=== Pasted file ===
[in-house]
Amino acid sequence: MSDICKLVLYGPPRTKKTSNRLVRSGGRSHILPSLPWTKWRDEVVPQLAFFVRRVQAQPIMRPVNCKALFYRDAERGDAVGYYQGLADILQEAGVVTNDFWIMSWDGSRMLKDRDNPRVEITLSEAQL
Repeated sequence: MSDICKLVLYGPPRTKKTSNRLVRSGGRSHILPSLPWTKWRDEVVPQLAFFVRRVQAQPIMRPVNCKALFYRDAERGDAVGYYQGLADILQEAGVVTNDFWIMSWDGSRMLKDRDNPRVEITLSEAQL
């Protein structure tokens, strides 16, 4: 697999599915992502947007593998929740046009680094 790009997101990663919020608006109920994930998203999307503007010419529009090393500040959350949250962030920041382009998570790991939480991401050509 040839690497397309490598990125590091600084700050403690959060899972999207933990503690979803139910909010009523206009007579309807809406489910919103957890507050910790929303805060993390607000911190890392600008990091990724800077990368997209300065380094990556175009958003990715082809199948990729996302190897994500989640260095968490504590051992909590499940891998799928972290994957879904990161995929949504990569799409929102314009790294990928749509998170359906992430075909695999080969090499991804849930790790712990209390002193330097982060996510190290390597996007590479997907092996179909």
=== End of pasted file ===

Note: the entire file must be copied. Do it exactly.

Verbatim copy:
[in-house]
Amino acid sequence: MSDICKLVLYGPPRTKKTSNRLVRSGGRSHILPSLPWTKWRDEVVPQLAFFVRRVQAQPIMRPVNCKALFYRDAERGDAVGYYQGLADILQEAGVVTNDFWIMSWDGSRMLKDRDNPRVEITLSEAQL
Repeated sequence: MSDICKLVLYGPPRTKKTSNRLVRSGGRSHILPSLPWTKWRDEVVPQLAFFVRRVQAQPIMRPVNCKALFYRDAERGDAVGYYQGLADILQEAGVVTNDFWIMSWDGSRMLKDRDNPRVEITLSEAQL
């Protein structure tokens, strides 16, 4: 697999599915992502947007593998929740046009680094 790009997101990663919020608006109920994930998203999307503007010419529009090393500040959350949250962030920041382009998570790991939480991401050509 040839690497397309490598990125590091600084700050403690959060899972999207933990503690979803139910909010009523206009007579309807809406489910919103957890507050910790929303805060993390607000911190890392600008990091990724800077990368997209300065380094990556175009958003990715082809199948990729996302190897994500989640260095968490504590051992909590499940891998799928972290994957879904990161995929949504990569799409929102314009790294990928749509998170359906992430075909695999080969090499991804849930790790712990209390002193330097982060996510190290390597996007590479997907092996179909």